197 pages | 53 B/W Illus.
Design, analysis and simulation of tissue constructs is an integral part of the ever-evolving field of biomedical engineering. The study of reaction kinetics, particularly when coupled with complex physical phenomena such as the transport of heat, mass and momentum, is required to determine or predict performance of biologically-based systems whether for research or clinical implementation. Transport Phenomena in Biomedical Engineering: Principles and Practices explores the concepts of transport phenomena alongside chemical reaction kinetics and thermodynamics to introduce the field of reaction engineering as it applies to physiologic systems in health and disease. It emphasizes the role played by these fundamental physical processes.
The book first examines elementary concepts such as control volume selection and flow systems. It provides a comprehensive treatment with an overview of major research topics related to transport phenomena pertaining to biomedical engineering. Although each chapter is self-contained, they all bring forth and reinforce similar concepts through applications and discussions. With contributions from world-class experts, the book unmasks the fundamental phenomenological events in engineering devices and explores how to use them to meet the objectives of specific applications. It includes coverage of applications to drug delivery and cell- and tissue-based therapies.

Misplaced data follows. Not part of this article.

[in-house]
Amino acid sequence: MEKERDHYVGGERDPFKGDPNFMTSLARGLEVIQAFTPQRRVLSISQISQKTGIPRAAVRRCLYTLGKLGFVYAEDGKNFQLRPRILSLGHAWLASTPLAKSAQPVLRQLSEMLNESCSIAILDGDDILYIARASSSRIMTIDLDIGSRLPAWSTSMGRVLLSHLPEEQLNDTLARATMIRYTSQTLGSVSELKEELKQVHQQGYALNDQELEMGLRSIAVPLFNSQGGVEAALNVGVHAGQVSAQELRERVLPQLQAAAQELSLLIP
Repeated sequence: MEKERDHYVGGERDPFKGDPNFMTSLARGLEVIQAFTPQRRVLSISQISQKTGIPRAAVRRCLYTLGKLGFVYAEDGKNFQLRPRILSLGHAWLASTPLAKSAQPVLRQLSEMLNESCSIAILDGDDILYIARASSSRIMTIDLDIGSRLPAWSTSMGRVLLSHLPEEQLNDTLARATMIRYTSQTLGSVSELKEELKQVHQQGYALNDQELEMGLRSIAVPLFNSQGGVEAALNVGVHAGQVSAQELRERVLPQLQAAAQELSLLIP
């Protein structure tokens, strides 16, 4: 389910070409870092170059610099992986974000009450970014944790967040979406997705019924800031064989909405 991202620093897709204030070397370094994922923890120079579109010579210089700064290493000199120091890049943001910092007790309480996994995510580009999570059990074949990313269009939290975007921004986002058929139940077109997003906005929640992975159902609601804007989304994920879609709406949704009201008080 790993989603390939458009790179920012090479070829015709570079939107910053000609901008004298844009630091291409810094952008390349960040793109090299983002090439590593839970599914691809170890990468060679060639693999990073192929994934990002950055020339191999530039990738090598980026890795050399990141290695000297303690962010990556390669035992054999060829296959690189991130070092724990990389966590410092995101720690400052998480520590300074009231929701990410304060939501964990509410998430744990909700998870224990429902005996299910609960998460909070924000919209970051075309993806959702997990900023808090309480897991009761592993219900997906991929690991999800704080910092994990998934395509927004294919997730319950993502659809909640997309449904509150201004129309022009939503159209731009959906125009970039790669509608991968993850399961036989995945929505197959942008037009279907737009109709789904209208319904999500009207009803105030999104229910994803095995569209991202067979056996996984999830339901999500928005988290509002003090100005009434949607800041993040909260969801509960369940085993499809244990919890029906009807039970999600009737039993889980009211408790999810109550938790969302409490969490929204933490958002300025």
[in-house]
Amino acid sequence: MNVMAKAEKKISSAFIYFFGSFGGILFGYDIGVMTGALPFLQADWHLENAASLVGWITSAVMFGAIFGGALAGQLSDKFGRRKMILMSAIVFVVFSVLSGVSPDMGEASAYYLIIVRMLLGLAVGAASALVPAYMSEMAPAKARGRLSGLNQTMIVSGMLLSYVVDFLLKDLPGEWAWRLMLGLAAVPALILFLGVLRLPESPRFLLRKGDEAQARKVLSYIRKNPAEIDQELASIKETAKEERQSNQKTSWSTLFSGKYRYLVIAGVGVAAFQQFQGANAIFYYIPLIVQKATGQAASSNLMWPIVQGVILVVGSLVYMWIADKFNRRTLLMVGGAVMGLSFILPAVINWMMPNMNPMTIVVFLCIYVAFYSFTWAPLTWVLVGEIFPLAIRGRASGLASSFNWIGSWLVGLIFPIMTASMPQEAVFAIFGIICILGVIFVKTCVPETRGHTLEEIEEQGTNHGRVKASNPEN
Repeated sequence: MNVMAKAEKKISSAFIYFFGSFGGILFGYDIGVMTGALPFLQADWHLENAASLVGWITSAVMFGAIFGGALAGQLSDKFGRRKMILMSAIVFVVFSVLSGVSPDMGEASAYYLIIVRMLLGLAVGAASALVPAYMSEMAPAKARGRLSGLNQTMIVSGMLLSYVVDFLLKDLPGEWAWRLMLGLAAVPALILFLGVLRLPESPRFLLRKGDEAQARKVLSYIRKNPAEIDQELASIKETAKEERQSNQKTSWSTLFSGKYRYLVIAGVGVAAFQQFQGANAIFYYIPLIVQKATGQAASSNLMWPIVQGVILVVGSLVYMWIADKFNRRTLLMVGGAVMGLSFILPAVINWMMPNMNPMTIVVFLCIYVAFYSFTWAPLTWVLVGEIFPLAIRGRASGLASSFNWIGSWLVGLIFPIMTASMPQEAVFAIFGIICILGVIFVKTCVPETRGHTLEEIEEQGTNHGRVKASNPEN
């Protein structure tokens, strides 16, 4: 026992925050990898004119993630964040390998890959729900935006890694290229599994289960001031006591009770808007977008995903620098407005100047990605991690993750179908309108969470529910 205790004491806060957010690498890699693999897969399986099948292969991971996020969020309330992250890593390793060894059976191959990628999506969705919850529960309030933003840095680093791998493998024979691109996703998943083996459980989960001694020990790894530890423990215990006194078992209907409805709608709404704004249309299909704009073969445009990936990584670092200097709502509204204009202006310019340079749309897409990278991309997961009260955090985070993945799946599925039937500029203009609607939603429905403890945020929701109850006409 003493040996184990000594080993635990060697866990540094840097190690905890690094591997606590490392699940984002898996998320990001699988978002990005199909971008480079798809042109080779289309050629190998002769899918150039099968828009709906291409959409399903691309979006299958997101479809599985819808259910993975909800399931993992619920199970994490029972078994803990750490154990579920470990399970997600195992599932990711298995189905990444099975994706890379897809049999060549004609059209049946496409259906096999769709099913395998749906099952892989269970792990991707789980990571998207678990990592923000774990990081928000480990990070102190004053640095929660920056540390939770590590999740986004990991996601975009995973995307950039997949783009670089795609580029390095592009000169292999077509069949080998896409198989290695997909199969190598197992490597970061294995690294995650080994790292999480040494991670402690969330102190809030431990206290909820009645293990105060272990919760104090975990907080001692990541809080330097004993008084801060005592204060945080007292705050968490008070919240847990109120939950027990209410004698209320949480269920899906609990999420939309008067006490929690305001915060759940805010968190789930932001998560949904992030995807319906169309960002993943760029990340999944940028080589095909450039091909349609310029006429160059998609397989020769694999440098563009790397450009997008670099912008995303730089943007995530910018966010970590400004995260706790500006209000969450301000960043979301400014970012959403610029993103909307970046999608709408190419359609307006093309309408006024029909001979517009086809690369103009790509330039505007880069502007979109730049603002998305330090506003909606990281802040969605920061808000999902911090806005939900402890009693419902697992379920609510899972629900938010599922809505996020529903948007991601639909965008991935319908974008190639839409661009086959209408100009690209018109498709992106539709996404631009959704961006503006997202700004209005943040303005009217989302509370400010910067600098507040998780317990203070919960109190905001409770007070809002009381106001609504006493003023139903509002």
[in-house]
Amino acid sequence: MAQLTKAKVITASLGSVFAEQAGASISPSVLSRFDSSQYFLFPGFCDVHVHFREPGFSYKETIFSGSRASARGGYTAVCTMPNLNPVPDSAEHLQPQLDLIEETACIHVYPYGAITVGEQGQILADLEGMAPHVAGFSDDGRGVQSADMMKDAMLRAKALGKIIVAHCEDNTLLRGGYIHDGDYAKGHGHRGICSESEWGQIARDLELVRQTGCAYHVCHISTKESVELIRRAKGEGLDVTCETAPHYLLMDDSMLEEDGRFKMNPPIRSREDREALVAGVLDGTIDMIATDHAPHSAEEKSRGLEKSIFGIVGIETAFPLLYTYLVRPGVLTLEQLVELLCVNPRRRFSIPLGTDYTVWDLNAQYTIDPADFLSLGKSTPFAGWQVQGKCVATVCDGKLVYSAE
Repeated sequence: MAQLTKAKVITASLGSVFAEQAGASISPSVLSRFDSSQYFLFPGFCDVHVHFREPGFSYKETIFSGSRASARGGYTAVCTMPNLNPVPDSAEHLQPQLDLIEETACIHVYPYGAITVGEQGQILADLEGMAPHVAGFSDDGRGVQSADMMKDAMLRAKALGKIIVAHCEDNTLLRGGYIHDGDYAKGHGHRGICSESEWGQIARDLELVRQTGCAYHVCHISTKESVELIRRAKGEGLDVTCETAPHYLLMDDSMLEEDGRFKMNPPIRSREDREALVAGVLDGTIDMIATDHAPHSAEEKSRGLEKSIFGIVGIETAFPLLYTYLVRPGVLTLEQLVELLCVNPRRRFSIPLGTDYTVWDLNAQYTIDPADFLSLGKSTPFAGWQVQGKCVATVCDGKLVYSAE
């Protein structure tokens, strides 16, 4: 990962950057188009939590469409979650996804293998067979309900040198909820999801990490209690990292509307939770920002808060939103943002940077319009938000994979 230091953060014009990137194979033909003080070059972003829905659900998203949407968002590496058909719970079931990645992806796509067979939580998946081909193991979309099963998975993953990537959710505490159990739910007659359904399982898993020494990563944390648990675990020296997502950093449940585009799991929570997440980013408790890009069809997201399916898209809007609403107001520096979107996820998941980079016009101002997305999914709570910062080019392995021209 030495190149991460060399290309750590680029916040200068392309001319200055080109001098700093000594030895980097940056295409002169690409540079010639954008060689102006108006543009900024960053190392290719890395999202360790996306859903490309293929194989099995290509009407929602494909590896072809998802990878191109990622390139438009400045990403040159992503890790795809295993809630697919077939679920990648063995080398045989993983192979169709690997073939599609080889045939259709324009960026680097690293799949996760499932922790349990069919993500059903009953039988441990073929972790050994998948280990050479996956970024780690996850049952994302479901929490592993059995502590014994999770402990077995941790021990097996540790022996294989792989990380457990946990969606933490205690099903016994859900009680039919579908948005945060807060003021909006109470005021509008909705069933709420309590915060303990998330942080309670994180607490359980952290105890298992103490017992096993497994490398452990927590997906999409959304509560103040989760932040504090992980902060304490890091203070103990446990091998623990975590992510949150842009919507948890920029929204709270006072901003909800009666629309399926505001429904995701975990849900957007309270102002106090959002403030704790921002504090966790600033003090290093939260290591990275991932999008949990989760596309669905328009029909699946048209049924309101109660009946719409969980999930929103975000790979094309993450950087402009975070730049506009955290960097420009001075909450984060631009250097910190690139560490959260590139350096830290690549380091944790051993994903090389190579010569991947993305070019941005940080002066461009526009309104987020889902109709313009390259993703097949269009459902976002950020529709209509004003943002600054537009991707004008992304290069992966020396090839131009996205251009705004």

Biomimetic Systems: Concepts, Design, and Emulation, Robert J. Fisher
Transport/Reaction Processes in Biology and Medicine, E. N. Lightfoot
Microvascular Heat Transfer, James W. Baish
Fluid Dynamics for Bio Systems: Fundamentals and Model Analysis, Robert A. Peattie and Robert J. Fisher
Animal Surrogate Systems, Michael L. Shuler, Sarina G. Harris, Xinran Li, and Mandy B. Esch
Arterial Wall Mass Transport: The Possible Role of Blood Phase Resistance in the Localization of Arterial Disease, John M. Tarbell and Yuchen Qiu
Transport Phenomena and the Microenvironment, Robert J. Fisher and Robert A. Peattie
Transport and Drug Delivery through the Blood–Brain Barrier and Cerebrospinal Fluid, Bingmei M. Fu
Interstitial Transport in the Brain: Principles for Local Drug Delivery, W. Mark Saltzman
Surfactant Transport and Fluid–Structure Interactions during Pulmonary Airway Reopening, David Martin, Anne-Marie Jacob, and Donald P. Gaver III